Chebyshev was the founder of the constructive theory of functions, the principal component of which is the theory of best approximation of functions (seeAPPROXIMATION AND INTERPOLATION OF FUNCTIONS and CHEBYSHEV POLYNOMIALS). His simplest statement of the problem (1854) is as follows: given a continuous function f(x), find among all polynomials of degree n the polynomial P(x) such that in a given interval [a, b] the expression
is a minimum. In addition to the described best uniform approximation, Chebyshev studied approximation in the quadratic mean, and in addition to approximation by algebraic polynomials he investigated approximation by means of trigonometric polynomials and rational functions.
The theory of machines and mechanisms interested Chebyshev throughout his life. He devoted many papers to linkages, particularly Watt’s parallel motion (for example, 1861, 1869, 1871, 1879), and he designed and built several devices. Of particular interest are his plantigrade machine, which simulated the motion of a walking animal, and his automatic calculating machine. While studying Watt’s linkage and seeking to improve it, Chebyshev formulated the problem of the best approximation of functions.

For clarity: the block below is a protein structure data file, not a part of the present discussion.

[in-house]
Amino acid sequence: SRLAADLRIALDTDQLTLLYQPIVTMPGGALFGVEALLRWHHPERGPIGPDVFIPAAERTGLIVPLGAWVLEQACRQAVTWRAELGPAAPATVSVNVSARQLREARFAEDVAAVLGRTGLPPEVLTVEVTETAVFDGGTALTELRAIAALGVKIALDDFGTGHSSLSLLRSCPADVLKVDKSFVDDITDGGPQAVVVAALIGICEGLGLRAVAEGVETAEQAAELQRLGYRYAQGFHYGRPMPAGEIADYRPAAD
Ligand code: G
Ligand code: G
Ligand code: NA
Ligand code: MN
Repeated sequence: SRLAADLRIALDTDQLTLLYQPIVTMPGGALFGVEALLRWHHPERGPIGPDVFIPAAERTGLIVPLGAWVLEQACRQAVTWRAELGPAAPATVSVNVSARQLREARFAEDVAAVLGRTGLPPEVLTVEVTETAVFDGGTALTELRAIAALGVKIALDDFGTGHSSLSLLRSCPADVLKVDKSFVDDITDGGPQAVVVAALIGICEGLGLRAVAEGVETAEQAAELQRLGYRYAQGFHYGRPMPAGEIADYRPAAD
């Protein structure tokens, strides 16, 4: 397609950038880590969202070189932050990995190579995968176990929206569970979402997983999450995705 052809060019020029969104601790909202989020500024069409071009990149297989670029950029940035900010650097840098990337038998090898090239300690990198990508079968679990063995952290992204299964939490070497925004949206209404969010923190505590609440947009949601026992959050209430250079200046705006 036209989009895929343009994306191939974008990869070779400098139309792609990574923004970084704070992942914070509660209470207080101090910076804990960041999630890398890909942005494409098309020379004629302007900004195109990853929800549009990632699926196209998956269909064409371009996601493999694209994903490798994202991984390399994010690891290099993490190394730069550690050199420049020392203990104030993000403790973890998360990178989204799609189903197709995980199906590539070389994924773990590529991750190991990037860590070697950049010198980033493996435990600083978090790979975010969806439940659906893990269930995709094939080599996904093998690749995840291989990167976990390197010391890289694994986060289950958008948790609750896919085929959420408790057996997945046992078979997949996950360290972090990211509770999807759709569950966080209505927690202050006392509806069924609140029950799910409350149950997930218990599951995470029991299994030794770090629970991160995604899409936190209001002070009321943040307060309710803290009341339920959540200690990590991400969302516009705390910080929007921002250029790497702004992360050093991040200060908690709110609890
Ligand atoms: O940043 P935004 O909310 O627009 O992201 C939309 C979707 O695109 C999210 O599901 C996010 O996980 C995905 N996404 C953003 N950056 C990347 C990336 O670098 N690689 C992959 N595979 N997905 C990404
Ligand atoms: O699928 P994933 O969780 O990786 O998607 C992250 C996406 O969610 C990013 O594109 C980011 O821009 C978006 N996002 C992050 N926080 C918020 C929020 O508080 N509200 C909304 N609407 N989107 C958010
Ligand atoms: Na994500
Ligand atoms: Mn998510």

Chebyshev’s works of an applied nature include an original study (1856) in which he posed the problem of finding for a given country the conformal cartographic projection under which the maximum difference in scale at different points of the map is a minimum. He voiced without proof the opinion that in such a projection the scale at the border must be constant. This conjecture was subsequently proved by Grave.
Chebyshev’s position in the development of mathematics rests not only on his research but on the assistance he provided to young mathematicians, to whom he suggested problems for study. For example, it was on Chebyshev’s advice that A. M. Liapunov began his series of studies on the figures of equilibrium of a rotating fluid whose particles are attracted according to the law of universal gravitation.
During his lifetime Chebyshev’s works won broad recognition both in Russia and abroad. He was elected a member of the Berlin Academy of Sciences in 1871, of the Bologna Academy of Sciences in 1873, of the Académie des Sciences in 1874 (correspondent, 1860), of the Royal Society of London in 1877, and of the Swedish Academy of Sciences in 1893. In addition, he was named ’. an honorary member of many Russian and foreign scientific societies, academies, and universities.
An award for outstanding research in mathemetics was established in honor of Chebyshev by the Academy of Sciences of the USSR in 1944.
WORKSSochineniia, vols. 1–2. St. Petersburg, 1899–1907.
Poln. sobr. soch., vols. 1–5. Moscow-Leningrad, 1944–51. (Contains bibliography.)
Izbr. trudy. Moscow, 1955.
REFERENCESLiapunov, A. M. “Pafnutii L’vovich Chebyshev.” In the book P. L. Chebyshev, Izbr. matematicheskie trudy. Moscow-Leningrad, 1946.
Steklov, V. A. Teoriia i praktika v issledovaniiak Chebysheva: Rech’. Paris, 1921.
Krylov, A. N. Pafnutii L’vovich Chebyshev: Biograficheskii ocherk. Moscow-Leningrad, 1944.
Nauchnoe nasledie P. L. Chebysheva, fascs. 1–2. Moscow-Leningrad, 1945.
Delone, B. N. Peterburgskaia shkola teorii chisel. Moscow-Leningrad, 1947. (Contains bibliography.)
B. V. GNEDENKO